Employment disputes often start with someone saying something like, “It just turned out not to be a good fit.” Or maybe, “I don’t understand how such a good hire turned into such a bit fit, but it did.”
The question is, What is the employee supposed to fit into?
Usually comments about bad fit mean that the employee hasn’t fit well into the organizational culture, so understanding the culture will give you an idea of what generated the dispute. If you are mediating an employment dispute, helping the parties understand the dynamics of the dispute may help them be more conciliatory and reach agreement with less hostility once they understand what really happened. If you are a coach, understanding the bad fit will give you a way of explaining it to both parties and of helping them understand each other. I have saved several jobs using this approach.
Recognizing two dimensions of organizational culture will give you quick insight into the context of the dispute and how the complaint might have been generated.
The first dimension is the structure of the organization and its degree of formality. Is the organization very hierarchical and formally structured, something like your local government agency, or is it more loosely structured and egalitarian? People with very flexible approaches will be a bad fit if they are hired into a very highly structured department or position, something like a compliance officer who seems to be not all that concerned about process. The employee may be faulted for not meeting deadlines or for not following procedures. Another complaint may be that the employee oversteps the boundaries of his or her authority, taking action or making decisions that are legitimately someone else’s. Highly structured organizations have clear boundaries of authority, and crossing them is not welcomed. These behaviors will be seen as performance issues, not cultural issues, and the dispute will escalate.
In other organizations, the opposite is true. A loosely structured organization welcomes everyone pitching in and crossing hierarchical boundaries or contributing to decision-making. Structural power, that is, power that comes from one’s position or title, may be less important in an egalitarian organization than the power that comes from personal qualities such as integrity, experience, and dedication to the mission. Employees who prefer clear lines of authority may not fit well into an organization that is loosely structured. And the compliance officer who wants to change an organization and “tighten it up” is not going to be successful at all.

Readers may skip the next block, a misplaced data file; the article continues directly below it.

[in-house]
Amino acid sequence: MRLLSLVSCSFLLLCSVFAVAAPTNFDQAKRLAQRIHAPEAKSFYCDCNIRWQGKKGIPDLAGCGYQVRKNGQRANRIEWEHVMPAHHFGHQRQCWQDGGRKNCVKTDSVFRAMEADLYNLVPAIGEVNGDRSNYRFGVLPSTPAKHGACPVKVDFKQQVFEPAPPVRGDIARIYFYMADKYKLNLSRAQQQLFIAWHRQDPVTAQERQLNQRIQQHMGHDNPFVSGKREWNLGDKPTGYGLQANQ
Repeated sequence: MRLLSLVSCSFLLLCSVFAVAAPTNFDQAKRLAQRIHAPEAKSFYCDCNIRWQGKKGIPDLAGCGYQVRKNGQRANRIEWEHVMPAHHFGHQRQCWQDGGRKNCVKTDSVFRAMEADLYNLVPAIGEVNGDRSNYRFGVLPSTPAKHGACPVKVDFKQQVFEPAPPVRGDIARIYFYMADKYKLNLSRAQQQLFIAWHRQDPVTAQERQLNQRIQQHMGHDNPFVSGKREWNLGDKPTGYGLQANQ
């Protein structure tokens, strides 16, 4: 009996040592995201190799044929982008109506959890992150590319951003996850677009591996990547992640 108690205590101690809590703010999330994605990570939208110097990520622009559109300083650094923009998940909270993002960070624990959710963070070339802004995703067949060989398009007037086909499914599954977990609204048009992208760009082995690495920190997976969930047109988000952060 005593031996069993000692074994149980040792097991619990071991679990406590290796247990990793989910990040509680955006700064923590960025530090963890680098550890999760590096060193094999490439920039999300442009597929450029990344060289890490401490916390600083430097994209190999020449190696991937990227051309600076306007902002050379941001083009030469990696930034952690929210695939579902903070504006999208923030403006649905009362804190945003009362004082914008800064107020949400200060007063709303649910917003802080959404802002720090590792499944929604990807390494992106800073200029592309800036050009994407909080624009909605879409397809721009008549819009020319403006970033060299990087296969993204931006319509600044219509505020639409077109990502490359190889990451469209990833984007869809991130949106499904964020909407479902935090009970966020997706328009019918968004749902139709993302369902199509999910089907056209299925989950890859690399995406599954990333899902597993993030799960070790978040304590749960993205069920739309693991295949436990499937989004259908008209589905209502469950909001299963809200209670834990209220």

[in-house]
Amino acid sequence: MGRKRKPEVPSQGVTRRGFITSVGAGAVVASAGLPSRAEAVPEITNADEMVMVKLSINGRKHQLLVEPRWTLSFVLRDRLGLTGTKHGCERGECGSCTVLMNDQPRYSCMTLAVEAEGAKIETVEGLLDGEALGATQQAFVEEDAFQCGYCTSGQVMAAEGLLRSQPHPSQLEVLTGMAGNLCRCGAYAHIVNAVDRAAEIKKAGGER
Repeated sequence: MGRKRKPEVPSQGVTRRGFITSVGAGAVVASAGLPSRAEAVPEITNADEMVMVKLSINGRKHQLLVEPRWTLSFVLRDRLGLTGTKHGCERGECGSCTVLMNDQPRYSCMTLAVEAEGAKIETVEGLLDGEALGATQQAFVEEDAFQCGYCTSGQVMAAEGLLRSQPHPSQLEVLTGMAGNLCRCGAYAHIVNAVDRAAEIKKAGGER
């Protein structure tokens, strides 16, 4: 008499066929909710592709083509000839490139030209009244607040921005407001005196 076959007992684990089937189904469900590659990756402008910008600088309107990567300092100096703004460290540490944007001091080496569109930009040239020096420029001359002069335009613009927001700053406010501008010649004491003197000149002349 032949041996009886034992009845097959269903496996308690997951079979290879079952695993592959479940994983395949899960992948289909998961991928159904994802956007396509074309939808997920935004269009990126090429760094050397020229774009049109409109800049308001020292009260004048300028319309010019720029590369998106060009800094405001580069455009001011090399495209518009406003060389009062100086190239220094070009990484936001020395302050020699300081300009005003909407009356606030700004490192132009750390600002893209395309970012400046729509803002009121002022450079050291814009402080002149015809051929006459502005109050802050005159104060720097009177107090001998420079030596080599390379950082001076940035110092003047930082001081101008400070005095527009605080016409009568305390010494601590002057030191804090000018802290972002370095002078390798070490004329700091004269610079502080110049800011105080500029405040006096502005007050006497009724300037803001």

The second dimension of organizational culture is the strength of the focus on people or work. In many organizations the task is everything. People are not as important as the work; relationships change as the work or the team changes, and deadlines and output are all-important. The competition among stock brokers, for example, does not foster warm and long-standing relationships.
On the other hand, organizations that focus on people, both employees and clients, have a very different atmosphere and set of priorities. Relationships and the success of individuals is paramount, procedures are less important than people, and the organization is flexible to meet the changing needs. Social service nonprofits will often fall into this category because of the focus on the success of the individual. An employee who focuses on process and procedure will be seen as inflexible, unable to respond to the changing needs and circumstances of people.
The third dimension to consider is the communications style that works best in each type of organization. Having a highly competitive or argumentative style, one that focuses on the rules and procedures for making decisions, is not going to fit well in an organization that is loosely structured and where procedures are flexible. If relationships are important in the organization, then styles that support relationship-building like collaboration, compromise, and accommodation will create a good fit. Avoiding is also quite functional in these situations.
In an organization that is competitive such as one that is project-based, fast-paced, and defines success by measuring outcomes, not being competitive may make an employee look weak. That employee might be seen as someone who isn’t persuasive, who can’t argue forcefully for a position or contribute to the discussion, who compromises or accommodates too easily and is not “strong.” Being competitive gets employees recognized in these organizations. Being weak gets them fired.
The next time the disputants talk about a bad fit, try to determine what aspect of the employee’s work or communications style and what dimension of the culture were in conflict. It is often not the people that are in conflict, but their styles or approaches. Helping the parties understand how the disagreement was generated and how small changes in their behavior can reduce the conflict might generate an agreement to try a new approach rather than move toward termination. In addition, the resolution process might also identify the need for management training on appropriate communications styles and on more helpful new-hire training so that the problem is not repeated.
Note: For a more expansive analysis of organizational culture, see Riding the Waves of Culture by Trompenaars and Hampden-Turner.
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